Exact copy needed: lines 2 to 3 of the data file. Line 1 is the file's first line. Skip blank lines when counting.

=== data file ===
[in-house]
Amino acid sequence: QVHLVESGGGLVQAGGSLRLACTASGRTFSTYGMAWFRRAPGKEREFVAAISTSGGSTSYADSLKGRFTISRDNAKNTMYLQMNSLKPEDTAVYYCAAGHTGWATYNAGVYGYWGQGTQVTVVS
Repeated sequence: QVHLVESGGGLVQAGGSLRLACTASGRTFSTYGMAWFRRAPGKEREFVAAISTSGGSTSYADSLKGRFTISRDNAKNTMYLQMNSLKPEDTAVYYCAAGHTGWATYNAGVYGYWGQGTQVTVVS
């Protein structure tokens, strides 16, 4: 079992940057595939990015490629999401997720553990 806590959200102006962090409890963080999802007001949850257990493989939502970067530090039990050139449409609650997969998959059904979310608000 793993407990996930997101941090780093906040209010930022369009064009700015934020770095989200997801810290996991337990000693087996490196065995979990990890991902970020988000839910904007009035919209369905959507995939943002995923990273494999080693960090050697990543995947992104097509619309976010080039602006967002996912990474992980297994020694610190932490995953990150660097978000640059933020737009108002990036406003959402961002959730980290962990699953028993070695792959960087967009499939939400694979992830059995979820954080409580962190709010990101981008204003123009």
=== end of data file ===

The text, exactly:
Amino acid sequence: QVHLVESGGGLVQAGGSLRLACTASGRTFSTYGMAWFRRAPGKEREFVAAISTSGGSTSYADSLKGRFTISRDNAKNTMYLQMNSLKPEDTAVYYCAAGHTGWATYNAGVYGYWGQGTQVTVVS
Repeated sequence: QVHLVESGGGLVQAGGSLRLACTASGRTFSTYGMAWFRRAPGKEREFVAAISTSGGSTSYADSLKGRFTISRDNAKNTMYLQMNSLKPEDTAVYYCAAGHTGWATYNAGVYGYWGQGTQVTVVS